Yahoo Finance Live anchors discuss Bed Bath & Beyond stock performance after activist investor Ryan Cohen filed his intent to sell his stake in the retailer.
JULIE HYMAN: Let's talk about another story that you are passionate about, and that's Bed, Bath & Beyond. The shares maybe coming back to reality this morning. They're down by 18% after activist investor Ryan Cohen filed his intent to sell his stake in the retailer.
Cohen and his firm RC Ventures currently own over 9 million shares of Bed, Bath & Beyond. Now, to be sure, he's filing to sell. That doesn't mean he is selling right now, right? But, you know, this has raised a lot of questions, his intent to sell, about what part, if any, he had in the stock, as it's been riding on the way up.
BRIAN SOZZI: Yeah, it's a tough one to figure out. So he was betting on-- we reported early in the week, he bought out of the money calls. And he could have made money between $60 and $80 a share. But now he has this intent to sell. So what is his true belief in Bed, Bath & Beyond?
Now, Bed, Bath, you highlighted a statement. They came out with a filing that they're exploring ways to raise capital. And we might get some update at the end of the month. And they need that capital. And they need it badly. But Ryan Cohen, he's another one that has gone high and right in addition to Kohl's. It's unclear. We have not heard from him at all.
JULIE HYMAN: Well, yeah, I don't know if he's tweeted anything else about his affinities for various substances, but yeah, Bed, Bath & Beyond came out in a statement and said they're committed to maximizing value for all stakeholders. They talked about reaching that constructive agreement with RC Ventures back in March. But we don't-- this story, I don't even know what--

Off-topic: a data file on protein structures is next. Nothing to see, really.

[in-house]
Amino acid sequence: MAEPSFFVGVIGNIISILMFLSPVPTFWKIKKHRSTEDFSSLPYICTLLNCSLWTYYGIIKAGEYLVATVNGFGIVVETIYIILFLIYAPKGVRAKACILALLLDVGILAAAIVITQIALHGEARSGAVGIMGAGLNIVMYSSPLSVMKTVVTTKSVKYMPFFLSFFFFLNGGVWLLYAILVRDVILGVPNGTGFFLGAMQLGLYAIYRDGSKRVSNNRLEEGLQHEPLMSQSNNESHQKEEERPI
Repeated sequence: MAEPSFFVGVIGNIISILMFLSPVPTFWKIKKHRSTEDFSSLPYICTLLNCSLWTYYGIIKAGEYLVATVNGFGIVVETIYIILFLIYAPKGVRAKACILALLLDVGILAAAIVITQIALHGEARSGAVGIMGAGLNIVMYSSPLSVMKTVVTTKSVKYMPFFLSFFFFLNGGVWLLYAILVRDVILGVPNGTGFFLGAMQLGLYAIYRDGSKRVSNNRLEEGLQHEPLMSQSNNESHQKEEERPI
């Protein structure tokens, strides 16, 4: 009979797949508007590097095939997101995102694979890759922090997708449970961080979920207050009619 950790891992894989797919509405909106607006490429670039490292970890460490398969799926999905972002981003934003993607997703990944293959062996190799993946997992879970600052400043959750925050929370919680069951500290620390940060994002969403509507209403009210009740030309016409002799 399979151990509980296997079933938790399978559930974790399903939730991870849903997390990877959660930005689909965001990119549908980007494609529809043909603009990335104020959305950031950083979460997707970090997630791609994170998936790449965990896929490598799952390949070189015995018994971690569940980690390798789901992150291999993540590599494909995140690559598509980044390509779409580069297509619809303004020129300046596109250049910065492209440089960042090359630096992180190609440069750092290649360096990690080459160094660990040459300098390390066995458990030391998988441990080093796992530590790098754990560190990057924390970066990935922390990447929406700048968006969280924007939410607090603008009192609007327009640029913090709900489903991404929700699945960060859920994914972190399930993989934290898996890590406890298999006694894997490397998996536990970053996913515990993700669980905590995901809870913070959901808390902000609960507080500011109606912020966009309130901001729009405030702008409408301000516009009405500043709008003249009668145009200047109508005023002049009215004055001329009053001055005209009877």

BRIAN SOZZI: It's weird.
JULIE HYMAN: --to say about this story.
BRIAN SOZZI: The fact remains, this is a fundamentally challenged company that badly needs cash. And I tweeted out this morning, just looking out over the past 10 years of annual sales data for Bed, Bath & Beyond. I mean, their sales have gone from over $12 billion in 2015. Estimates this year, $7 billion. So this is a company that has lost massive, massive amounts of market share and is now in the stores, offering lots and lots of discounts on private label junk that nobody wants to buy.
JULIE HYMAN: Right, where they even have the merchandise in stock. As you pointed out, their back-to-school aisle is virtually empty. So, you know, it's-- the story continues to be confusing. Every time you tweet about it, every time news happens about it, you get all these people--
BRIAN SOZZI: Are you calling me a finfluencer? A finfluencer? I learned that term last night.
JULIE HYMAN: I'm not-- I wasn't calling you a finfluencer, but sure.
BRIAN SOZZI: All right. Thank you, Julie. Good to have you back. All right--